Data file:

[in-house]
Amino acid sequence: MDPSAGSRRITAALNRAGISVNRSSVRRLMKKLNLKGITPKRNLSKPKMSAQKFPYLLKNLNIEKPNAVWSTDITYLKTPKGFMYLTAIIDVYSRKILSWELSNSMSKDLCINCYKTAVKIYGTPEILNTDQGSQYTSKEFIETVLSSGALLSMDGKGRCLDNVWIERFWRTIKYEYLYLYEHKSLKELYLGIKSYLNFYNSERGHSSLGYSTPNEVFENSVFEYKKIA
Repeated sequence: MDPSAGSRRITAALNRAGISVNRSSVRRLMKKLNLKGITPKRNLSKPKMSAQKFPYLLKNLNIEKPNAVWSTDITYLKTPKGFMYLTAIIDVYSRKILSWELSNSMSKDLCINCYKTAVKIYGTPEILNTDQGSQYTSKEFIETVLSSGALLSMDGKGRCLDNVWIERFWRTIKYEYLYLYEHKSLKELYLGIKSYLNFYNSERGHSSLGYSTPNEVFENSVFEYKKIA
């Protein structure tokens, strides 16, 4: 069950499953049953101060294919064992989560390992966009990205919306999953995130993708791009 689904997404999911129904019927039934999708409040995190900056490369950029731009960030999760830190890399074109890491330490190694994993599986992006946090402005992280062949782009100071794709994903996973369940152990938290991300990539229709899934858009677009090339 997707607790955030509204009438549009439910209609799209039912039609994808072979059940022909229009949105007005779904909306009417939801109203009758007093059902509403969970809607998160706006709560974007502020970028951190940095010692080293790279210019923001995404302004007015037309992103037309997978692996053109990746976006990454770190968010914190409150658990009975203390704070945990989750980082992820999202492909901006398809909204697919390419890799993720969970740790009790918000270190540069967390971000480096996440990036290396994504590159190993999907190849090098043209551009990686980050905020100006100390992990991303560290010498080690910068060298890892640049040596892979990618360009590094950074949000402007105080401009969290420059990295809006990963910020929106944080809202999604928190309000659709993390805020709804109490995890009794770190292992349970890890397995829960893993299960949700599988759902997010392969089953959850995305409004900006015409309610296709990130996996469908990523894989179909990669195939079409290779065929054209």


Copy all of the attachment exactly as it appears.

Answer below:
[in-house]
Amino acid sequence: MDPSAGSRRITAALNRAGISVNRSSVRRLMKKLNLKGITPKRNLSKPKMSAQKFPYLLKNLNIEKPNAVWSTDITYLKTPKGFMYLTAIIDVYSRKILSWELSNSMSKDLCINCYKTAVKIYGTPEILNTDQGSQYTSKEFIETVLSSGALLSMDGKGRCLDNVWIERFWRTIKYEYLYLYEHKSLKELYLGIKSYLNFYNSERGHSSLGYSTPNEVFENSVFEYKKIA
Repeated sequence: MDPSAGSRRITAALNRAGISVNRSSVRRLMKKLNLKGITPKRNLSKPKMSAQKFPYLLKNLNIEKPNAVWSTDITYLKTPKGFMYLTAIIDVYSRKILSWELSNSMSKDLCINCYKTAVKIYGTPEILNTDQGSQYTSKEFIETVLSSGALLSMDGKGRCLDNVWIERFWRTIKYEYLYLYEHKSLKELYLGIKSYLNFYNSERGHSSLGYSTPNEVFENSVFEYKKIA
């Protein structure tokens, strides 16, 4: 069950499953049953101060294919064992989560390992966009990205919306999953995130993708791009 689904997404999911129904019927039934999708409040995190900056490369950029731009960030999760830190890399074109890491330490190694994993599986992006946090402005992280062949782009100071794709994903996973369940152990938290991300990539229709899934858009677009090339 997707607790955030509204009438549009439910209609799209039912039609994808072979059940022909229009949105007005779904909306009417939801109203009758007093059902509403969970809607998160706006709560974007502020970028951190940095010692080293790279210019923001995404302004007015037309992103037309997978692996053109990746976006990454770190968010914190409150658990009975203390704070945990989750980082992820999202492909901006398809909204697919390419890799993720969970740790009790918000270190540069967390971000480096996440990036290396994504590159190993999907190849090098043209551009990686980050905020100006100390992990991303560290010498080690910068060298890892640049040596892979990618360009590094950074949000402007105080401009969290420059990295809006990963910020929106944080809202999604928190309000659709993390805020709804109490995890009794770190292992349970890890397995829960893993299960949700599988759902997010392969089953959850995305409004900006015409309610296709990130996996469908990523894989179909990669195939079409290779065929054209």